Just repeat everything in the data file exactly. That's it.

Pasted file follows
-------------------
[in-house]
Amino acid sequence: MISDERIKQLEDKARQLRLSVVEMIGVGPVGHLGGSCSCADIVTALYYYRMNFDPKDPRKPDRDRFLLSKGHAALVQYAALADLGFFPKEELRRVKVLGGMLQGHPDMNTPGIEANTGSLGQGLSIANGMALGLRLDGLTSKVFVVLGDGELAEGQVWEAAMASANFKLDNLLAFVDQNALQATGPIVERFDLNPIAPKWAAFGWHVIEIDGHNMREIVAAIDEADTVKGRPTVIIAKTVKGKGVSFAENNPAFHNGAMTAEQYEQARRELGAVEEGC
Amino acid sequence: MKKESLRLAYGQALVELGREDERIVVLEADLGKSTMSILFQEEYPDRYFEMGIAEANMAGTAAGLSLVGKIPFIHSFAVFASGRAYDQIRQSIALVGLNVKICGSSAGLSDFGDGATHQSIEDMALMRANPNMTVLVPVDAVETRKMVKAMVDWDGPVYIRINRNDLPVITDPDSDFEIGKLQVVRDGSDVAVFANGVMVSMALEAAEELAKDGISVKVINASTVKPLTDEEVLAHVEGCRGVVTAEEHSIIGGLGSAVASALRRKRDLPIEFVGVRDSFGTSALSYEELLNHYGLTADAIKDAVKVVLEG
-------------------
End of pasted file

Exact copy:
[in-house]
Amino acid sequence: MISDERIKQLEDKARQLRLSVVEMIGVGPVGHLGGSCSCADIVTALYYYRMNFDPKDPRKPDRDRFLLSKGHAALVQYAALADLGFFPKEELRRVKVLGGMLQGHPDMNTPGIEANTGSLGQGLSIANGMALGLRLDGLTSKVFVVLGDGELAEGQVWEAAMASANFKLDNLLAFVDQNALQATGPIVERFDLNPIAPKWAAFGWHVIEIDGHNMREIVAAIDEADTVKGRPTVIIAKTVKGKGVSFAENNPAFHNGAMTAEQYEQARRELGAVEEGC
Amino acid sequence: MKKESLRLAYGQALVELGREDERIVVLEADLGKSTMSILFQEEYPDRYFEMGIAEANMAGTAAGLSLVGKIPFIHSFAVFASGRAYDQIRQSIALVGLNVKICGSSAGLSDFGDGATHQSIEDMALMRANPNMTVLVPVDAVETRKMVKAMVDWDGPVYIRINRNDLPVITDPDSDFEIGKLQVVRDGSDVAVFANGVMVSMALEAAEELAKDGISVKVINASTVKPLTDEEVLAHVEGCRGVVTAEEHSIIGGLGSAVASALRRKRDLPIEFVGVRDSFGTSALSYEELLNHYGLTADAIKDAVKVVLEG